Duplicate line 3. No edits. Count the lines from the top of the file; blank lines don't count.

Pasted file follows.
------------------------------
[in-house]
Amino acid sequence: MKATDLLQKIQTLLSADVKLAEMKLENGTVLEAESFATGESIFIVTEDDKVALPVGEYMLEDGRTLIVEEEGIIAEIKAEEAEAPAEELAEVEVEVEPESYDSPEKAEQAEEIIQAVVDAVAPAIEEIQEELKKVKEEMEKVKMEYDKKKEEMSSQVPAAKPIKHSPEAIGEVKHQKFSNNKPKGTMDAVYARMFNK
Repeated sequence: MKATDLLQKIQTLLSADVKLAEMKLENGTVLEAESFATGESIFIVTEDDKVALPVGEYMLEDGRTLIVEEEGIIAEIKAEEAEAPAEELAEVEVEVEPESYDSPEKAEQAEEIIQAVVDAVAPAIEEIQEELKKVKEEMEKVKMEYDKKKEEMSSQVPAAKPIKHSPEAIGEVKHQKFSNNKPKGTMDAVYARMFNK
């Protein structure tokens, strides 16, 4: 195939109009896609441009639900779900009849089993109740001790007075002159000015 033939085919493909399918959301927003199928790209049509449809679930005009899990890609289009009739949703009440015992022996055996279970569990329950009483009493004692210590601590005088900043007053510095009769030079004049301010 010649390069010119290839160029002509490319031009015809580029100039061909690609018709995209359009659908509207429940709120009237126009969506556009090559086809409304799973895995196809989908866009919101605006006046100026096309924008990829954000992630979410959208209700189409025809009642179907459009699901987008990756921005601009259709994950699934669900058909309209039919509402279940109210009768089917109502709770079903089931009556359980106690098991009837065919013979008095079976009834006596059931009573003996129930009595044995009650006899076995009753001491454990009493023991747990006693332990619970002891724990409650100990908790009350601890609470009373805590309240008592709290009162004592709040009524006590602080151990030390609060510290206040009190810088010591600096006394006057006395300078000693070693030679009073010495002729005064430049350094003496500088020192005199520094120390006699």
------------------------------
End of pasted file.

Repeated sequence: MKATDLLQKIQTLLSADVKLAEMKLENGTVLEAESFATGESIFIVTEDDKVALPVGEYMLEDGRTLIVEEEGIIAEIKAEEAEAPAEELAEVEVEVEPESYDSPEKAEQAEEIIQAVVDAVAPAIEEIQEELKKVKEEMEKVKMEYDKKKEEMSSQVPAAKPIKHSPEAIGEVKHQKFSNNKPKGTMDAVYARMFNK